How to create effective feng shui in your dorm room

Start your semester off on a positive note!

Clean desk on a rainbow background
(Image credit: Future / Unsplash)

 Moving into a dorm room is a pivotal moment in your life, as it’s technically the first time you are moving out of your parents’ nest. You’ll still be living with another person since you’ll be assigned a roommate, or if you get lucky, you could win the dorm lottery and score your room without having to live with a roommate. 

With all of this in mind, having positive energy in your dorm is key to a successful semester, especially when it comes to dorming alongside a roommate. A great way to create good vibes in your dorm room is by incorporating feng shui for small rooms.

I took the time to speak with feng shui consultant Candice Berlanga (CFSP) on ways to incorporate effective feng shui in your dorm room.

Tips for creating good dorm room feng shui

Incorporate the right colors

Color is proven to have a psychological impact on our feelings, and in some practices of feng shui, color is thought to have energy. Adding different hues to your dorm room can help you feel more at home. Greens, soft blues, lavender, soft pinks, earthy yellows, and terracotta reds can help bring life into a dreary or cold feeling space. Avoid overusing bright and loud colors for a space that you sleep in. Small amounts for accents are fine.  

Nail down your lighting 

Adding some soft lighting or lamps to your dorm room can help counteract the harshness of overhead lighting. With the popularity of colored light strips and bulbs, you now have a choice of colors. Blue lights like the ones found on electric devices or LEDs are energetic and wake you up, so they’re best used in the morning. 

Green is the color of nature. Green light is said to boost your immune system. Orange stimulates the creative thought process and helps people come up with new ideas. Purple lights can help reduce emotional and mental stress. Yellow can sometimes be beneficial to treat depression. Red lights help with producing melatonin. Try some different lighting options and note how they make you feel!  

Hang feel-good imagery 

Add a dorm photo wall or a collage of your family and friends to remind you of your support system. Although you want pictures up, avoid an overabundance of pictures so you don’t feel as though you’re being watched. College is about being independent and being away from home to discover yourself. You don’t need to feel symbolically “watched” by mom's pictures being everywhere.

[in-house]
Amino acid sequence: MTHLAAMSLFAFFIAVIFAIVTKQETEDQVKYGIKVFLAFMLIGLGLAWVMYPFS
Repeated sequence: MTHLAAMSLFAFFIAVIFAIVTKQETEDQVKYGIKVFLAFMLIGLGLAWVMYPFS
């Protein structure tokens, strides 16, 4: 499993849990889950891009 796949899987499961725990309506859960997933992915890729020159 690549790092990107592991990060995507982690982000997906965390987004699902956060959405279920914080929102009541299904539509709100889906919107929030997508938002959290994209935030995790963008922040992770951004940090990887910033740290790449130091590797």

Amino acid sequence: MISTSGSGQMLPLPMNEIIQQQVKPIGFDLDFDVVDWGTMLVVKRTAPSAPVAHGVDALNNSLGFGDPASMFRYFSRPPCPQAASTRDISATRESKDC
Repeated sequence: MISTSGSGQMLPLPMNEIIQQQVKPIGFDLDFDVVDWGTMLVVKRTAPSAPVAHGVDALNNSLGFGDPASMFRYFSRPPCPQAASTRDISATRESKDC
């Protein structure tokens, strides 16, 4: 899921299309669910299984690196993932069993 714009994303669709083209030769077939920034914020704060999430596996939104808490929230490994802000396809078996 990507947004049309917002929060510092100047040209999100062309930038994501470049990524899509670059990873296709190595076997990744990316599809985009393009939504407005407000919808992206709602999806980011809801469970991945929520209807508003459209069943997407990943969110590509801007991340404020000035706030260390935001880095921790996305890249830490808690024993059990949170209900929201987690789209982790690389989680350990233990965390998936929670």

Keep overhead objects away from the top of your bed

Although you may be limited in space, try to avoid placing shelving over your headboard. When it comes to feng shui, this oppresses the energy over your head while you sleep and can lead to restless sleep. You may also experience headaches in the long run. 

Get creative with curtains 

Curtains can be used in a variety of ways to add privacy or soften a space. Put them between beds to divide a space or hang them overhead to soften corners pointing at the bed. These corners in feng shui are known as “poison arrows” and can have a similar impact as overhead shelving. Don’t forget to add curtains to your dorm windows even if you have built-in blinds or shutters. 

Get an organization and shelving system going

Some dorms come with built-in shelving while some don’t. With that said, adding shelving, decorative storage cubes, bins, and baskets can serve a dual purpose by adding a decorative touch to a space while keeping your things organized and off the floor. A fun fact about bins is that you can just toss in stuff you don’t want to be seen and organize the contents as needed. 

Bring in some plants  

The best way to make a small space such as a dorm feel homey is to add a natural touch with plants. Plants that are low maintenance such as an ivy or a snake plant are best for a busy college student. Although live plants are preferable, fake plants are fine, too, and can create a similar effect.

Get some natural prints on fabric  

Adding different textures and designs that mimic natural materials is also a nice touch. You may be limited on wall space, so you can opt for pillows and bedding that are not only soft and cozy but options that have leaves, flowers, or natural patterns on them. It's a great way to bring some nature inside.  

Be conscious of the bedding you choose

Speaking of bedding, opt for some good quality pillows, bedding sets, and mattress toppers if needed, as dorm mattresses can be old, worn, and uncomfortable. You’ll be in this space for a while. Therefore, make it as comfy as you can. 

Aida M. Toro
Freelance Writer

About Me:

Hello! My name is Aida M. Toro and I am a freelance writer that loves cultivating stories about amazing people, fashion, interiors, art, and food. I currently write for Harper’s Bazaar Vietnam, The House Magazine, Hobnob Magazine, The C-Word, and Real Homes. I live in West New York, New Jersey, which is literally a 10-minute ferry ride or 20-minute bus ride away from New York City. Although I was born and raised in West New York, I consider NYC my home, as I believe it to be the place where all dreams come to fruition, and of course, spend most of my time in. When I’m not writing, I love perusing the city streets and taking snaps with my iPhone of street art along with random things, scoping out new restaurants as well as their spaces, shopping at some of my favorite stores, spending time with family and friends, walking my cockapoodle Benji, and working out at Lifetime or DOGPOUND, which are some of the top fitness spaces in Manhattan and overall the U.S.